Cisco Houston Web Site

The Songs He Sang

Wreck of the Old 97: Lyrics

As performed by Cisco Houston

Arr & adpt Cisco Houston

Appears on:
Well, he gave him his orders
   at Monroe, Virginia,
Sayin', "Steve, you're a-way behind time.
This is not 38, but she's Old 97
You must put her into Spencer on time."

Well, he turned and he said
   to his tired, greasy fireman
"Shovel on a little more coal,
And when we cross that White Oak Mountain
You can watch Old 97 roll."

It's a mighty rough road
   from Lynchburg to Danville
A line on a three-mile grade
It was on that grade
   that he lost his average
You can see what a jump he made

He was goin' down the grade
   making 90 miles an hour
His whistle broke into a scream
They found him in the wreck
   with his hand on the throttle
He was scalded to death by the steam

Now ladies, you must all take a warning
From this time now and learn
Never speak harsh words to your true lovin' husband
He may leave you and never return.

Of Interest:

This song appears on an early and late LP, but the versions are essentially the same. Other than Danville being the destination in 1952, rather than Spencer, and the fireman being black rather than tired (early PC?), the lyrics are the same. But the performances are not. The lilting tenor of 1952 is the wrong voice for this song. The world-weary baritone on 1960 captures the proper tone perfectly. Same song, same performer, but a much more assured performance.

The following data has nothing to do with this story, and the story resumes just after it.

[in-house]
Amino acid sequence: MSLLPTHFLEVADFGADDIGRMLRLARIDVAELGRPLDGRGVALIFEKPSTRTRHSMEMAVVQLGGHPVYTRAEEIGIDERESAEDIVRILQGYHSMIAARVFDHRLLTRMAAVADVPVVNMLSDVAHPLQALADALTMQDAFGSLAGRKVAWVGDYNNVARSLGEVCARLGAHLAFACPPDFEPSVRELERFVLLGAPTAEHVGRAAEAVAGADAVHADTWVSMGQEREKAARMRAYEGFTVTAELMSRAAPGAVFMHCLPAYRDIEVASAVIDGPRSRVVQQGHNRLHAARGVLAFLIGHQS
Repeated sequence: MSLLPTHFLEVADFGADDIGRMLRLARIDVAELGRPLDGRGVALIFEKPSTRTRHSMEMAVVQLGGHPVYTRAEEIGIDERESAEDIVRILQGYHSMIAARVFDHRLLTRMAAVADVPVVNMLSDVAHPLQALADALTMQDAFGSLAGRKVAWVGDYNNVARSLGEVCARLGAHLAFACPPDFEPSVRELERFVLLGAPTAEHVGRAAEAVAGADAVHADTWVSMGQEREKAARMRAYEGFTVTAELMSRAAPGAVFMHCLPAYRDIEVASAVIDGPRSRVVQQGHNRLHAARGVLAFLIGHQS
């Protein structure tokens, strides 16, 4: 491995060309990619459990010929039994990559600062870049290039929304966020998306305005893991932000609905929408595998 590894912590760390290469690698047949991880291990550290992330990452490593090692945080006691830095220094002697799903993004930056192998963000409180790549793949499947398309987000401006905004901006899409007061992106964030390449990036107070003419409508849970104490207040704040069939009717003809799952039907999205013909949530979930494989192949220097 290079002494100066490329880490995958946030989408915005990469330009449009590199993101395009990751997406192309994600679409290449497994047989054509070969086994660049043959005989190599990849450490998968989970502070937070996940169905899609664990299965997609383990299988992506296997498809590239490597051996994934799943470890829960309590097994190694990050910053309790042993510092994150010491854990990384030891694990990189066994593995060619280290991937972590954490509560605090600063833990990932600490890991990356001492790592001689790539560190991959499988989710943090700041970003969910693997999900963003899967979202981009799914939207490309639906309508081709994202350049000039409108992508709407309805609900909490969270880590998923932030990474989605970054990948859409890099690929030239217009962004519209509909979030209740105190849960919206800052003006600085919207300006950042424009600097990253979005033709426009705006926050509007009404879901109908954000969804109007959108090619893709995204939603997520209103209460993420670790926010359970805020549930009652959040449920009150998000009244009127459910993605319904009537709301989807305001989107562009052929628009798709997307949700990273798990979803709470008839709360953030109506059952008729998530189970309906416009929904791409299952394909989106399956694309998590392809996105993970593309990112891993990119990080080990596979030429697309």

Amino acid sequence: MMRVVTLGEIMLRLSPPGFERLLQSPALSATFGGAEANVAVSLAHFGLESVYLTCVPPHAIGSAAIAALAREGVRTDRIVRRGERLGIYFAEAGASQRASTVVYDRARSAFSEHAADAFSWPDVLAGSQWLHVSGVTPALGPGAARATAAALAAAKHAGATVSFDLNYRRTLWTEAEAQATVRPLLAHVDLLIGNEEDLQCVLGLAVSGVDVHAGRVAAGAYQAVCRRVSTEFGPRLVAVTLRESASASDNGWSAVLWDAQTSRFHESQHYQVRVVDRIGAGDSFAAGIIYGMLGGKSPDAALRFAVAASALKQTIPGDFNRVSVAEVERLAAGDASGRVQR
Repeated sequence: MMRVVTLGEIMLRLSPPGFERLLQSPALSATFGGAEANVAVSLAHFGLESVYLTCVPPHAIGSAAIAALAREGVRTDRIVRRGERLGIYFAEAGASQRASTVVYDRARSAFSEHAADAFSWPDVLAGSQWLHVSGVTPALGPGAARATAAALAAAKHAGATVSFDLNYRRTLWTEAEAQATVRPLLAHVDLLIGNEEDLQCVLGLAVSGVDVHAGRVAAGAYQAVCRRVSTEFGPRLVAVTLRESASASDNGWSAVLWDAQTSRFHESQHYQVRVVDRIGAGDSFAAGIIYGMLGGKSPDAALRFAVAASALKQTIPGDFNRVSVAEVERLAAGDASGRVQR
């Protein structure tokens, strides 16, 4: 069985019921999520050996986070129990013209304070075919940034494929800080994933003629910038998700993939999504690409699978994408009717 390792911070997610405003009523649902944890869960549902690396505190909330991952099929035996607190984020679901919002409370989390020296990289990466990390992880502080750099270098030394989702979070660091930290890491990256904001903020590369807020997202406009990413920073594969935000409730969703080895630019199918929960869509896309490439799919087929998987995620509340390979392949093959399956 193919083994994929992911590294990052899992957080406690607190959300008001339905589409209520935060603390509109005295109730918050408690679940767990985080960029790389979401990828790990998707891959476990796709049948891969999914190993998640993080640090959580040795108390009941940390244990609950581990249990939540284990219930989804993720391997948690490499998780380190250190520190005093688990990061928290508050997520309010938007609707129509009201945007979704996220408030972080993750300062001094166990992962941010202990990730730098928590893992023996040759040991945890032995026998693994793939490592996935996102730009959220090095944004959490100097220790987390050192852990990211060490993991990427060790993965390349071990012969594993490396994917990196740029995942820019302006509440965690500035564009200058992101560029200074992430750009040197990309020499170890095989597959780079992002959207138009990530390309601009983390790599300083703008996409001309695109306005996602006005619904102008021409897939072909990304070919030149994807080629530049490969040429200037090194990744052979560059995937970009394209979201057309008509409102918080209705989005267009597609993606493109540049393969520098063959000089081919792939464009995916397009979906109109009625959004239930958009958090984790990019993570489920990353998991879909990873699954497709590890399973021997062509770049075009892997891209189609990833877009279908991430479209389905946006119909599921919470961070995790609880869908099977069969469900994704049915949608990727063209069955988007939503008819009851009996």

A firmly entrenched memory from my youth is my dad, who fancied himself quite a vocalist, belting out "He was comin' down the gradin' making 90 miles an hour, whent he chain on his bicycle broke." I have no idea if this was his song, or swiped from some famous parody, but it is much a part of my childhood as Cisco.

Notes from the Folk Song & Minstrelsy Set

On Sept. 27, 1903, "Old 97", which was the Southern Railroad's fast mail train between Washington D.C. and Atlanta, was wrecked north of Danville, Va. Traveling at excessive speed on the run between Monroe, Va. and Spencer, N.C., the train plunged from a trestle that skirted White Oak Mountain. It fell 100 feet. The engineer, the fireman, and seven mail clerks were killed in the wreck.

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